Popular radio talk show host Gabi Gazit called Haredi (ultra-Orthodox) Jews "leeches" and "worms" in a monologue on his show yesterday.
His remarks on the regional station Radio Lelo Hafsaka (Nonstop Radio), which broadcasts in the center and north of the country, were in response to Independence Day clashes between policemen and ultra-Orthodox Jews in Jerusalem who oppose celebration of the holiday.
MK Moshe Gafni (United Torah Judaism) filed a complaint with the Press Council over Gazit's comments. The Second Broadcasting Authority, which regulates regional radio stations, said it would demand clarification of the comments from the station's management.
"On the very day on which [Israelis] are elevated by a sense of patriotism," Gazit said in the broadcast, "those stinking tumors who live among us burst forth and spread their smelly odor ... "Those [people] don't serve in the army, but the very existence of their yeshivas is based on the existence of the Israel Defense Forces, the defender of the people. The Haredim hate the state ... They sanctify bones. They sanctify nonsense. They use our airport on their trips to spread their hatred of the state among all the countries of the world, and their existence would be impossible if this tolerant and stupid state did not keep them alive."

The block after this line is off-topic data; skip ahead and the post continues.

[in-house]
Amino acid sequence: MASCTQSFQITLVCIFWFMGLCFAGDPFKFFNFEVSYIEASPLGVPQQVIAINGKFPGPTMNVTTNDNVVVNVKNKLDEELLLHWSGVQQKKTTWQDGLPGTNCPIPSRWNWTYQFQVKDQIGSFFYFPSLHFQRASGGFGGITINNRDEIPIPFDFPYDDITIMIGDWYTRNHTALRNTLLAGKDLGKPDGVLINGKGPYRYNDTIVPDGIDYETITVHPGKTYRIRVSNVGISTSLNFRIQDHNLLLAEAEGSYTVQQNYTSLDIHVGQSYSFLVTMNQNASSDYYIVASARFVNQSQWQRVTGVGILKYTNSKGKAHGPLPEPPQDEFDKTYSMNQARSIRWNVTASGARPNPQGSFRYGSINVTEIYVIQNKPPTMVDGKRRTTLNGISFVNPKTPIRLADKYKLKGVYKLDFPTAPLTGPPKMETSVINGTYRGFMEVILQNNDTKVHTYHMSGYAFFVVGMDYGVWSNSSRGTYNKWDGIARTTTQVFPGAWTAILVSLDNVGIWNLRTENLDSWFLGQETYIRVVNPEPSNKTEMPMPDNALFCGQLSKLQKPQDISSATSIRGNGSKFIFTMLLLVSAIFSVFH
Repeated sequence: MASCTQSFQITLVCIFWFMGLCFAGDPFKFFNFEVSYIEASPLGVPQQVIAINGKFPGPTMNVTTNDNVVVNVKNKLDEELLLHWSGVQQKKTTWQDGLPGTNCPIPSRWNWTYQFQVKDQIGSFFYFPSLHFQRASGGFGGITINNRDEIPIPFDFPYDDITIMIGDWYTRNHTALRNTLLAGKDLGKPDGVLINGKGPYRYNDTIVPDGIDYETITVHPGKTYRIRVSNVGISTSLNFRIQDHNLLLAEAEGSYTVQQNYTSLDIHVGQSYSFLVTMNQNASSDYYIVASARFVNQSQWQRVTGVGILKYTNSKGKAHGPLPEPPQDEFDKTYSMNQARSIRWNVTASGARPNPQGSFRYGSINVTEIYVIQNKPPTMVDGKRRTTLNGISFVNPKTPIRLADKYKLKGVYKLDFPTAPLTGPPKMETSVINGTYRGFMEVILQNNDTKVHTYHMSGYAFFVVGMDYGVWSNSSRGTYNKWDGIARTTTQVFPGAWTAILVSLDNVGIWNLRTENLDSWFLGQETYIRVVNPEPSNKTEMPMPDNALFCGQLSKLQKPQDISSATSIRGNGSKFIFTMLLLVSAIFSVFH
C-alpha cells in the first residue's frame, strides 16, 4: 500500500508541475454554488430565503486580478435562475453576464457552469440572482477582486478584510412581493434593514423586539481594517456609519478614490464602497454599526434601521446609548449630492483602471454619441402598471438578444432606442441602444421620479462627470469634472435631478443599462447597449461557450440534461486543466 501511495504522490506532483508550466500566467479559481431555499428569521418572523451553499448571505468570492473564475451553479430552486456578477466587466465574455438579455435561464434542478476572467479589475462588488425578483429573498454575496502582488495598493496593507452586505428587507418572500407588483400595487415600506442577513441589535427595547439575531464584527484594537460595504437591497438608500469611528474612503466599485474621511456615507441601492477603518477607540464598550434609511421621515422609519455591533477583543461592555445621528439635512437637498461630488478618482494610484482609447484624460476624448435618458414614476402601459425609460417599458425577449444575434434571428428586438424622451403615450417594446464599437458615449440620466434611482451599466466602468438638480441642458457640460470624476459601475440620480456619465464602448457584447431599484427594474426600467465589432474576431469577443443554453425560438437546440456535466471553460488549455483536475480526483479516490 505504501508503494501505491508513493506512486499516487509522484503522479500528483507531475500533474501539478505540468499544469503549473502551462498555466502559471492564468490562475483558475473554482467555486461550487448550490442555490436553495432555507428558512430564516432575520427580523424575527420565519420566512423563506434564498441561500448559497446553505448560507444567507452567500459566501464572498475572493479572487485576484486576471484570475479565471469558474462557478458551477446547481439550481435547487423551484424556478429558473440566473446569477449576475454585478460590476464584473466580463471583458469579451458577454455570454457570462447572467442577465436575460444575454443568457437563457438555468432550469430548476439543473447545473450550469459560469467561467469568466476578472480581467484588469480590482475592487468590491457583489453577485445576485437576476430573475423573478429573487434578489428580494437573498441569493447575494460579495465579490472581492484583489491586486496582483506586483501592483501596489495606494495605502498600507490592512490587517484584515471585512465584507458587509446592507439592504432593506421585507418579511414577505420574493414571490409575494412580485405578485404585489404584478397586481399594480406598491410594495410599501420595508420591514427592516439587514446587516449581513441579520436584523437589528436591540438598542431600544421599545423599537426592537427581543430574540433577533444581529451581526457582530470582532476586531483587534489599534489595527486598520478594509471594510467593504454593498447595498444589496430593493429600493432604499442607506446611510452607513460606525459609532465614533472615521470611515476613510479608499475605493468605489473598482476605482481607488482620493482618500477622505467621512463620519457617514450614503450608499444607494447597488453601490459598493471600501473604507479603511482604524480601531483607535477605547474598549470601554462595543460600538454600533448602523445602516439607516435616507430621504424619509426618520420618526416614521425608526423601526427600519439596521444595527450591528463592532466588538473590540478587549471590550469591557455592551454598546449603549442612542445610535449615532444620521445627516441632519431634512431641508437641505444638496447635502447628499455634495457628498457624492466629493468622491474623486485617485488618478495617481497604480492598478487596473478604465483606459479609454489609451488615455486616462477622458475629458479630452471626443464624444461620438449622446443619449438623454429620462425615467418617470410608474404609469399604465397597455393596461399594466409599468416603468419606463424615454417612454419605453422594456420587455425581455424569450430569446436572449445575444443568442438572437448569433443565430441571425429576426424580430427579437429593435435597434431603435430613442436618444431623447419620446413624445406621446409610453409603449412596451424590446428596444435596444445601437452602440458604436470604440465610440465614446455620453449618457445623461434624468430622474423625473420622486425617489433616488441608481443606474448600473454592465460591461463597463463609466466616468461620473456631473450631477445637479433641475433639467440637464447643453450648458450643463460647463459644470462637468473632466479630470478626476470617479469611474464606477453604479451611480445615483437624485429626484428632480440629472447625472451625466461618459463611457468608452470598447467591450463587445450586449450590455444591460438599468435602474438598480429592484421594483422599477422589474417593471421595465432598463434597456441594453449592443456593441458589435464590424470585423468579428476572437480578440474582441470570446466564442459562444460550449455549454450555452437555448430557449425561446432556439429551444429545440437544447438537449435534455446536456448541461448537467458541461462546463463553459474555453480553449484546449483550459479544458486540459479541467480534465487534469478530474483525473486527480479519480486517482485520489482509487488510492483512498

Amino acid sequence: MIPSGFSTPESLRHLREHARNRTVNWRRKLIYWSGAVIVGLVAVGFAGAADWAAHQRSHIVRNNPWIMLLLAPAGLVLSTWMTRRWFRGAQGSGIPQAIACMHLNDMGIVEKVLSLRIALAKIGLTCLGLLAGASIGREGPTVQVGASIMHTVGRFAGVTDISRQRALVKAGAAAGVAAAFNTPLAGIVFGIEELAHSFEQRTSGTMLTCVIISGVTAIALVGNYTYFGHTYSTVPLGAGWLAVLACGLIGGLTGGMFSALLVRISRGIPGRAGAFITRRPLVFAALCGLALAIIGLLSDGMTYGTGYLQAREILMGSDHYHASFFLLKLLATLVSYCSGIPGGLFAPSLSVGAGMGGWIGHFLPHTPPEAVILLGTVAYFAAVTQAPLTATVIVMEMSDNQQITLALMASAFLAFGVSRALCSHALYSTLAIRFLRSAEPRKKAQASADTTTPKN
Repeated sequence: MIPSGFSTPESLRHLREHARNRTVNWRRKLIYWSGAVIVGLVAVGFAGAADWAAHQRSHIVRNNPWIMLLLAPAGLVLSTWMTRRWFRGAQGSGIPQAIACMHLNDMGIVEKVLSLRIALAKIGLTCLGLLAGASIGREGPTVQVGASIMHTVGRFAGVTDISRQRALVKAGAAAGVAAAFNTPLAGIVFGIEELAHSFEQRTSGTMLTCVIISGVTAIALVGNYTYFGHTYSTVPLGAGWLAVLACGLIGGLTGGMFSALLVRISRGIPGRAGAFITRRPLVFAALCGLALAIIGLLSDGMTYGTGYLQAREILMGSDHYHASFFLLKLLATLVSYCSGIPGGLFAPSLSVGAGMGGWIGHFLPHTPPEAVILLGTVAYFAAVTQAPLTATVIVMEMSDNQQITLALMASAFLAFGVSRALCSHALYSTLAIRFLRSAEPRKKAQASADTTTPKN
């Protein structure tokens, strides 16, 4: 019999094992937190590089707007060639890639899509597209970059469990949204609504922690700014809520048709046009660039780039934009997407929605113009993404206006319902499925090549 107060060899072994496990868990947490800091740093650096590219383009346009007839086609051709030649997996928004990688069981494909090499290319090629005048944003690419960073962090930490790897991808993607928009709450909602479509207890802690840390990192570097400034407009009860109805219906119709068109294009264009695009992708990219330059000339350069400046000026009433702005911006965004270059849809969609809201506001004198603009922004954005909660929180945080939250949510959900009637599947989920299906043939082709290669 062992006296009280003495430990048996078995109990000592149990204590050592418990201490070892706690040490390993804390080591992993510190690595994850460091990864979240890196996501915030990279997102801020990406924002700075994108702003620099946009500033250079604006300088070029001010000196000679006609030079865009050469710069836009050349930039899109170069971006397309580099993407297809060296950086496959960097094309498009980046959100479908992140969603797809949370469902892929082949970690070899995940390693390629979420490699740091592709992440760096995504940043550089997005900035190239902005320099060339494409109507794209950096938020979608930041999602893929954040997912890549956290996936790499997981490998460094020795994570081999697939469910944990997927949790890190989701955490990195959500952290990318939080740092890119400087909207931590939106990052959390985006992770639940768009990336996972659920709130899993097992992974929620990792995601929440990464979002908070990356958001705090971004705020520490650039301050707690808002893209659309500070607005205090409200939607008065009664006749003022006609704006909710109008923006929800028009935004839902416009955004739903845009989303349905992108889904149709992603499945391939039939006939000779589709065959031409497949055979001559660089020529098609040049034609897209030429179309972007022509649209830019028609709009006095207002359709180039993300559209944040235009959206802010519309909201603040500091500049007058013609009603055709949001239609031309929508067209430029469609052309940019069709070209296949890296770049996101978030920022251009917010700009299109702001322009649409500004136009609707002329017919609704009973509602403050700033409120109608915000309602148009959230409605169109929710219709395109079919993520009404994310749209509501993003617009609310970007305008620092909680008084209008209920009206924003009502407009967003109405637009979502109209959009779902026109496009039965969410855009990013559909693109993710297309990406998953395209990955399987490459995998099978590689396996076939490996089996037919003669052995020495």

Gazit suggested that Haredim who show contempt for the state should be isolated, have their electricity and water shut off or even be expelled to the United States. He called them "parasites of the worst kind."
Gazit also criticized West Bank settlers who clashed with soldiers on Independence Day: "Those who derive their security and economic independence from the state, who have received lavish benefits in housing and employment, around whom Israeli soldiers create a defensive wall, it was these very people who found this a fit day to run wild and vent their holy rage on the Palestinians."
Radio Lelo Hafsaka CEO Eyal Pe'er said in response: "Gabi Gazit, like all radio broadcasters, is entitled to express his opinions freely. We will address complaints or reactions when they arrive at the station."